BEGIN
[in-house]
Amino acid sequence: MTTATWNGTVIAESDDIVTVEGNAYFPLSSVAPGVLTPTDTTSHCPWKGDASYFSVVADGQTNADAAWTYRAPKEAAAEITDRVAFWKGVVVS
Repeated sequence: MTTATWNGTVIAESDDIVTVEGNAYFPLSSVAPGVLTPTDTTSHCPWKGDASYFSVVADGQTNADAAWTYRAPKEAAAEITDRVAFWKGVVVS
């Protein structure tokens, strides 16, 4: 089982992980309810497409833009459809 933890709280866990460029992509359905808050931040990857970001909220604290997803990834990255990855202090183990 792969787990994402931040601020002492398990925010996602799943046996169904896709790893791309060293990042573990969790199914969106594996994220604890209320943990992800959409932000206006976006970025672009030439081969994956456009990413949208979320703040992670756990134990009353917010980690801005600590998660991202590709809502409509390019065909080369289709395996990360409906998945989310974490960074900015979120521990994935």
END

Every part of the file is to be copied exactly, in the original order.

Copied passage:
[in-house]
Amino acid sequence: MTTATWNGTVIAESDDIVTVEGNAYFPLSSVAPGVLTPTDTTSHCPWKGDASYFSVVADGQTNADAAWTYRAPKEAAAEITDRVAFWKGVVVS
Repeated sequence: MTTATWNGTVIAESDDIVTVEGNAYFPLSSVAPGVLTPTDTTSHCPWKGDASYFSVVADGQTNADAAWTYRAPKEAAAEITDRVAFWKGVVVS
């Protein structure tokens, strides 16, 4: 089982992980309810497409833009459809 933890709280866990460029992509359905808050931040990857970001909220604290997803990834990255990855202090183990 792969787990994402931040601020002492398990925010996602799943046996169904896709790893791309060293990042573990969790199914969106594996994220604890209320943990992800959409932000206006976006970025672009030439081969994956456009990413949208979320703040992670756990134990009353917010980690801005600590998660991202590709809502409509390019065909080369289709395996990360409906998945989310974490960074900015979120521990994935």